2) The undiagnosed Asperger's reason. I'm very literal minded. I say what I mean, and I believe that this means everyone else must do too. This often leaves me confused when I realise people are joking, exaggerating or simply downright lying. I understand the concept of lying or bending the truth to save someone else's feelings, but I would generally rather avoid a subject than try and employ this skill, as I am not a good liar. I am inherently truthful, and although I'm neurotypical enough to realise that you can deliver the truth without being hurtful (or that there's times when it's best to say nowt), I generally find the socially acceptable codes of dishonesty extremely difficult to fathom. I don't like saying to someone "I'll be back in 5 minutes," if I'm more likely to be 8 minutes, and I don't like it when someone does it to me. I have a need for certainty, and find the lack thereof in every day life extremely anxiety-inducing - although I'd add that, generally I get through and force myself to be flexible, even though I will never be a "chilled" person.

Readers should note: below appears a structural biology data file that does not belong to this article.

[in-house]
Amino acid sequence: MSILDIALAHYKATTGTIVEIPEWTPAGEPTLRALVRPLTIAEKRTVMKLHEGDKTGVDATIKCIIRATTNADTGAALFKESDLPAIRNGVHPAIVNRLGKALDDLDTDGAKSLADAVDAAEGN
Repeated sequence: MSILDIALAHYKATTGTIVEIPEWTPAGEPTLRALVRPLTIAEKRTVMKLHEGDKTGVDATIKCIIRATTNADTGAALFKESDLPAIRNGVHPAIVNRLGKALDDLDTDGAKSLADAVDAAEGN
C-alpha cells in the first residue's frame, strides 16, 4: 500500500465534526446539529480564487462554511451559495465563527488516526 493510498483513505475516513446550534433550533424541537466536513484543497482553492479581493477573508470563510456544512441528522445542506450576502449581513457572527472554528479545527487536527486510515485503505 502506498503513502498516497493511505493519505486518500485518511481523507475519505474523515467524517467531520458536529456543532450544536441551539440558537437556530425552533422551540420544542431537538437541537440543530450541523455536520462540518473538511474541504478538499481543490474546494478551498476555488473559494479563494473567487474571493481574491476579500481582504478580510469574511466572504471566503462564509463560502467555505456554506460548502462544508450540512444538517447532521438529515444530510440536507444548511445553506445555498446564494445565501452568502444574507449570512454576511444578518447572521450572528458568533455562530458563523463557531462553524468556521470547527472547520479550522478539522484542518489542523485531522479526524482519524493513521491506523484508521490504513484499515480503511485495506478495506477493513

But when it comes to romantic interactions, I cannot understand the point of lying or pretending. Why would I pretend I'm less interested in someone than I really am? How is that going to help anything or anyone? If someone cannot find me appealing simply because I'm showing enthusiasm about them, then aren't we kind of doomed from the start? Someone made the analogy to me of how if you have 20 chocolate bars in your cupboard, you're still more likely to go to the shop and buy the one chocolate bar you don't have, because your contrary brain will naturally want the one that's not most easily on offer. Sorry, but if someone's brain operates that way when it comes to choosing a partner, I'm not sure that's a person I want to be with. I believe that life is short, we shouldn't waste time, and if you like someone, you should tell them.